Curves of k2a variation across time (expressed as the % of baseline) were calculated to highlight dynamic changes in regional 5-HT receptors (Kyme et al., 2019). Receptor occupancies were obtained, in each region, from the dynamic BPND (DBPND) (Sander et al., 2013) estimated with the 2-step lp-ntPET model.

O c c u p a n c y l p - n t P E T ( % ) = D B P N D ( B a s e l i n e ) - D B P N D ( P o s t i n j e c t i o n ) D B P N D ( B a s e l i n e ) × 100

Where DBPND (baseline) is the averaged DBPND on the interval 20–30 min and DBPND (post injection) is the averaged DBPND on the interval 40–90 min.



Radiolabeling of the nitro-precursor with fluorine achieved a radiochemical yield of 6% corrected for decay and 90 min-radiosynthesis time. The synthesis led to no other radioactive derivatives and the chosen HPLC conditions ensured good separation of [18F]F13640 from its precursor (Vidal et al., 2018a). Radiochemical purity was higher than 98%, and specific activity at EOS ranged between 25 and 124 GBq/μmol. Radioactivity injected ranged from 76 to 137 MBq.

In vitro Studies

In vitro sensitivity of [18F]F13640 was evaluated by incubation of cat brain slices with increasing concentrations of serotonin in buffer. Binding was decreased in a concentration-dependent manner especially for the cingulate cortex (52% inhibition at 10 nM), the frontal cortex (32% at 10 nM), and the lateral septum (48% at 10 nM) (Figure 1A). No changes were observed in the cerebellum. Incubation of cat brain slices with 10 μM of Gpp(NH)p, a receptor/G-protein uncoupling agent, induced significant reduction of [18F]F13640 binding in comparison with control experiment: 52% in the cingulate cortex, 48% in the frontal cortex, 50% in lateral septum and no changes in the cerebellum (Figure 1B).


Figure 1. (A) [18F]F13640 in vitro binding in cat brain with increasing concentrations of serotonin (Front Cx, frontal cortex; Cing, cingulate cortex; Septum, lateral septum; Cereb, cerebellum). (B) [18F]F13640 in vitro binding in cat brain with addition of 10 μM of Gpp(NH)p (Front Cx, frontal cortex; Cing Cx, cingulate cortex; Septum, lateral septum; Cereb, cerebellum).

In vivo Distribution of [18F]F13640

[18F]F13640 kinetics showed rapid uptake in the whole cat brain, and a slow wash-out during the 90 min of acquisition (Figures 2, 3). The dorsal raphe nucleus (DRN), the anterior cingulate cortex, the hippocampus, and the thalamus showed the higher uptake values. The cortical parts of the cerebellum showed an intermediate uptake unlike the cerebellar nuclei. We also identified the anterior part of centrum semiovale as a region displaying a very low uptake (Figure 2). Given that this region was unlikely to be impacted by partial volume effects compared to the cerebellar nuclei (due to their proximity with the cortical parts displaying high uptake) and that the signal was low and constant in the three conditions (Figure 3), this region was chosen as a reliable reference region.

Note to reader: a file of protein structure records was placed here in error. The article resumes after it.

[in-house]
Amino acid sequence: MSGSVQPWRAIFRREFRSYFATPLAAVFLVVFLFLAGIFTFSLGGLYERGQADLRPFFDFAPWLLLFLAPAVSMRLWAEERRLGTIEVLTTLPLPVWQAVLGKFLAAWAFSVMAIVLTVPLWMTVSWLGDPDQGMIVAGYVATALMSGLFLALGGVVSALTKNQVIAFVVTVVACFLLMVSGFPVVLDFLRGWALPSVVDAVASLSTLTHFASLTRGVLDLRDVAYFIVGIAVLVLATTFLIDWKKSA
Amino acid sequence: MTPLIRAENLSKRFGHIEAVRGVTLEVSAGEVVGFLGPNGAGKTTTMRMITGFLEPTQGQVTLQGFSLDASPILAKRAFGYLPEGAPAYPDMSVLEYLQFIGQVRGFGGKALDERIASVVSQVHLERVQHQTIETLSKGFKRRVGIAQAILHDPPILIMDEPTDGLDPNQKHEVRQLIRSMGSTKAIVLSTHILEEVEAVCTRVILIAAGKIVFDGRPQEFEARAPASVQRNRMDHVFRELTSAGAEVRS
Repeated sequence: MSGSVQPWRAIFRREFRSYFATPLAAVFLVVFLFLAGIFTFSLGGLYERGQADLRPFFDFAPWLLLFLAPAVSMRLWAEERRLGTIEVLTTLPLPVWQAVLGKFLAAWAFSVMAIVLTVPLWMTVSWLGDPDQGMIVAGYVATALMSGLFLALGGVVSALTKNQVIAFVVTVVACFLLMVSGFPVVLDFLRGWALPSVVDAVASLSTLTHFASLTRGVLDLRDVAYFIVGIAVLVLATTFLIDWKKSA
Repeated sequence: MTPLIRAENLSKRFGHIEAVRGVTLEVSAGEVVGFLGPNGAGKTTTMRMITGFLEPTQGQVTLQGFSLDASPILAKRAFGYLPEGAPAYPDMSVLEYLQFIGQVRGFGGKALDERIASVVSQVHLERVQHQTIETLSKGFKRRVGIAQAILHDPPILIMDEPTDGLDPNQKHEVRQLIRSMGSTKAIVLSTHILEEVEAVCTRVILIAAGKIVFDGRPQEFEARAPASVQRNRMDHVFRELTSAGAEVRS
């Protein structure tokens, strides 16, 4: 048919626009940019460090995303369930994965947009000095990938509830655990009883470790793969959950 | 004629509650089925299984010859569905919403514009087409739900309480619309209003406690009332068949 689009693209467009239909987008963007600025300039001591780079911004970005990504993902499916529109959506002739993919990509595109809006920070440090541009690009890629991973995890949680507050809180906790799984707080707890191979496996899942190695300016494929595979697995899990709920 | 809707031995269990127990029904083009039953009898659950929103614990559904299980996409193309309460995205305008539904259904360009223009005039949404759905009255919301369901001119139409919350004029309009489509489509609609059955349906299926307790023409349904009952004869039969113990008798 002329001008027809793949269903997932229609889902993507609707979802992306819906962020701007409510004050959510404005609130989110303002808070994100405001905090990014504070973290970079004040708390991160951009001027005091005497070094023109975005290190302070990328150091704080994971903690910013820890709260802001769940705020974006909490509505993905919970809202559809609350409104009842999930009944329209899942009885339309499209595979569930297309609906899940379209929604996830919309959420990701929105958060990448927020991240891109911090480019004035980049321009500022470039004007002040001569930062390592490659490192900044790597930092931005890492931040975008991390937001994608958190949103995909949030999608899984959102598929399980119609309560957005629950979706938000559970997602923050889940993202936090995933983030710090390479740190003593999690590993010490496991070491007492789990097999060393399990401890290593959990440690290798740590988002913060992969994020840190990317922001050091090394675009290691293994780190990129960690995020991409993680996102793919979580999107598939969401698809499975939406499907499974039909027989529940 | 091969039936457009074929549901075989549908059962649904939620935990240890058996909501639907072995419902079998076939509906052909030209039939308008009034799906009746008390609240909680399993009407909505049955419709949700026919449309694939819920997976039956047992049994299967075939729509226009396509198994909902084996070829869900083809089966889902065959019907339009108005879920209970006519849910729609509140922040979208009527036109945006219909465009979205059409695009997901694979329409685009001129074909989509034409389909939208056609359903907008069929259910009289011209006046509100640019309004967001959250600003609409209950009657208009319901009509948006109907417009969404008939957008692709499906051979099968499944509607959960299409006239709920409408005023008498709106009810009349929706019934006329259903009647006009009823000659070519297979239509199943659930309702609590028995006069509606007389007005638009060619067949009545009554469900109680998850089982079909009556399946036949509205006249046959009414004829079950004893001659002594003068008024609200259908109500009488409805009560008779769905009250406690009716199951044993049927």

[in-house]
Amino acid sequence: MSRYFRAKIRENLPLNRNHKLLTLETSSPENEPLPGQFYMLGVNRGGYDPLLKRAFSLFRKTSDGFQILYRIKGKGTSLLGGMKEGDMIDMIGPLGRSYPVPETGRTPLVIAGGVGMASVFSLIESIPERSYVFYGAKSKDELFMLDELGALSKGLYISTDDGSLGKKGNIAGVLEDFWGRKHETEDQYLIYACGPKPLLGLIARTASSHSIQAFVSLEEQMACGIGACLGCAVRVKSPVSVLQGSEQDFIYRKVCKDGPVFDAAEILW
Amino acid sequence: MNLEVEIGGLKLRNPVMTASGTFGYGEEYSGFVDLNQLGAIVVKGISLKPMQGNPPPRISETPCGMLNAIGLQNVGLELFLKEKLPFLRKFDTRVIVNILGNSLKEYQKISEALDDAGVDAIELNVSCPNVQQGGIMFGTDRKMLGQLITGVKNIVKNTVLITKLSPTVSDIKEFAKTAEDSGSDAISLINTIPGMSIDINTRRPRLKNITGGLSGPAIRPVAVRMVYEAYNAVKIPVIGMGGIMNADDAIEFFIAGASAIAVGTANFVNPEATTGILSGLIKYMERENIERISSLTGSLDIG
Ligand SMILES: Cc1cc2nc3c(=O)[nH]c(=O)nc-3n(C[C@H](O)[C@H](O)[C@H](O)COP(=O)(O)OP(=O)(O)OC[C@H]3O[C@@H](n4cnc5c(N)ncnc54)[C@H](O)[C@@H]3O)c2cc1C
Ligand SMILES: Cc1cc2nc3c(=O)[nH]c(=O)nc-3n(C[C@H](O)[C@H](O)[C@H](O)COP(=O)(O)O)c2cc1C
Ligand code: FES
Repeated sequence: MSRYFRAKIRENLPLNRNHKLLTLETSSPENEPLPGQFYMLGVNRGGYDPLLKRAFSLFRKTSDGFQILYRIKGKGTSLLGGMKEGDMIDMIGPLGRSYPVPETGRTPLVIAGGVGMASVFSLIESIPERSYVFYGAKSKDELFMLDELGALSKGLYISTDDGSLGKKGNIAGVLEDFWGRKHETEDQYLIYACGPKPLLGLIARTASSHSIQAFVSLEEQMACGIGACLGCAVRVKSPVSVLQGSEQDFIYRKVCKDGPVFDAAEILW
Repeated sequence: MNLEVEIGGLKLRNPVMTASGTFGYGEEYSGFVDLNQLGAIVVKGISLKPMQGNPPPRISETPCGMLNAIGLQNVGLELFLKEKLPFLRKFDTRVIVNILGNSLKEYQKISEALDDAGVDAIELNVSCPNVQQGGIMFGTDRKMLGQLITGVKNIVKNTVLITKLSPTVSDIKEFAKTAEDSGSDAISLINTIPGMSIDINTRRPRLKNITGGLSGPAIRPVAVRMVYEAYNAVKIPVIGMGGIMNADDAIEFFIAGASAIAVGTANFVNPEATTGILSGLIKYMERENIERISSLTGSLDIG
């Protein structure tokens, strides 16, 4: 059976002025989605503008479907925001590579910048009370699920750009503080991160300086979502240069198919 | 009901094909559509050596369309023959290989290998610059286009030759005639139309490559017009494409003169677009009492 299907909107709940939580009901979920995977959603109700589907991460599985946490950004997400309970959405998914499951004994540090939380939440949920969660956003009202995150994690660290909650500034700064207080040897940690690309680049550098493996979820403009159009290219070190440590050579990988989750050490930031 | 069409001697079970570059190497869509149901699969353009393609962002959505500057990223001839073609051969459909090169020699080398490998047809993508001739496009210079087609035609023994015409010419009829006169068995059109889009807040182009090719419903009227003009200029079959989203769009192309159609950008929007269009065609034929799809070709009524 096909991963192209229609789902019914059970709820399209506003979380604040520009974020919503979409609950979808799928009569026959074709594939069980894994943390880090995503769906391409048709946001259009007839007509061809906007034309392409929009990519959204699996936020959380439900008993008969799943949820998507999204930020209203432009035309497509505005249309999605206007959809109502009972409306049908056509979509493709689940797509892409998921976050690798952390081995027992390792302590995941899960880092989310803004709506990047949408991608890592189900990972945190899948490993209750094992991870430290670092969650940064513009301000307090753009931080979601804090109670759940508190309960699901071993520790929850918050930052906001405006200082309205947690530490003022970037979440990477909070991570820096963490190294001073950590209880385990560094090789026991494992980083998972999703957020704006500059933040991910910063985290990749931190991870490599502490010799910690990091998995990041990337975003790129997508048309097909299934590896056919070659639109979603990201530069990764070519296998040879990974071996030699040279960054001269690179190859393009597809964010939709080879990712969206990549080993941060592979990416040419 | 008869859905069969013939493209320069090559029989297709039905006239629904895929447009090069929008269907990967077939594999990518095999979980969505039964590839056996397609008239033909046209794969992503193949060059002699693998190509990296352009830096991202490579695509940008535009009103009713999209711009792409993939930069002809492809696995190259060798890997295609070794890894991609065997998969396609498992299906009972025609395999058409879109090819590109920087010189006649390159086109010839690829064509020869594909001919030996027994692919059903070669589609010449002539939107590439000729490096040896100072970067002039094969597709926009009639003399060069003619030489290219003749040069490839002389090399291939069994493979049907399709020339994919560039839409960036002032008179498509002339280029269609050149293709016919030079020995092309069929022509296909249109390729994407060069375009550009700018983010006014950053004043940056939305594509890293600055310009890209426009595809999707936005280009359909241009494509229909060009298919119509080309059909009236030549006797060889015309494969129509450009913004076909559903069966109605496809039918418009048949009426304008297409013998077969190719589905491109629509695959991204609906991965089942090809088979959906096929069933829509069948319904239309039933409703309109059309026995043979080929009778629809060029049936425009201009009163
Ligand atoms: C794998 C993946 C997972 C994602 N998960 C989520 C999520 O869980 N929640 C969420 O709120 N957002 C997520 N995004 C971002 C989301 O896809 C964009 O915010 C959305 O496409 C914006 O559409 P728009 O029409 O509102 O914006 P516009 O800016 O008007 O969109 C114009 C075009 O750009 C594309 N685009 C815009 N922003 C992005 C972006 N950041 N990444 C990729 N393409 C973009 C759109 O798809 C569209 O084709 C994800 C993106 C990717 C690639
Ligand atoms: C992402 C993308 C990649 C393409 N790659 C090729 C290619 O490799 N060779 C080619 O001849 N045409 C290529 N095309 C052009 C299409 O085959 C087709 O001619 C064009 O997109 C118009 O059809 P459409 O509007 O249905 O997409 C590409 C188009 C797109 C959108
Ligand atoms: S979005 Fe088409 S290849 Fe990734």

Figure 2. SUVr PET images of [18F]F13640 binding in the three experimental conditions for one cat, i.e., (A) control conditions, (B) pre-injection of d-fenfluramine 30 min before PET acquisition, using the centrum semiovale as a reference region (D). SUVr images are averaged from 32 to 90 min time of acquisition; (C) injection of d-fenfluramine 30 min after PET acquisition beginning (Post cing, posterior cingulate cortex; Front Cx, frontal cortex; Caudate, caudate putamen; Ent Cx, entorhinal cortex; DRN, dorsal raphe nucleus; PN, pontine nucleus; Thal, thalamus; Coll, colliculi; CS, centrum semiovale).


Figure 3. (A) Averaged time-activity curves of [18F]F13640 ± SEM (circles, control conditions; triangles, pretreatment study with a pre-injection of 1 mg/kg of d-fenfluramine, 30 min before PET acquisition). (B) Averaged time-activity curves of [18F]F13640 ± SEM (circles, control conditions; triangles, challenge study with a post-injection of 1 mg/kg of d-fenfluramine, 30 min after beginning of PET acquisition). (C) Averaged SUVr of [18F]F13640 ± SEM (circles, control conditions; triangles, pretreatment study with a pre-injection of 1 mg/kg of d-fenfluramine, 30 min before PET acquisition). (D) Averaged SUVr of [18F]F13640 ± SEM (circles, control conditions; triangles, challenge study with a post-injection of 1 mg/kg of d-fenfluramine, 30 min after beginning of PET acquisition) Caudate, caudate putamen; Hip, hippocampus; Cereb, cerebellum; Ant Cing, anterior cingulate cortex; DRN, dorsal raphe nucleus; CS, centrum semiovale.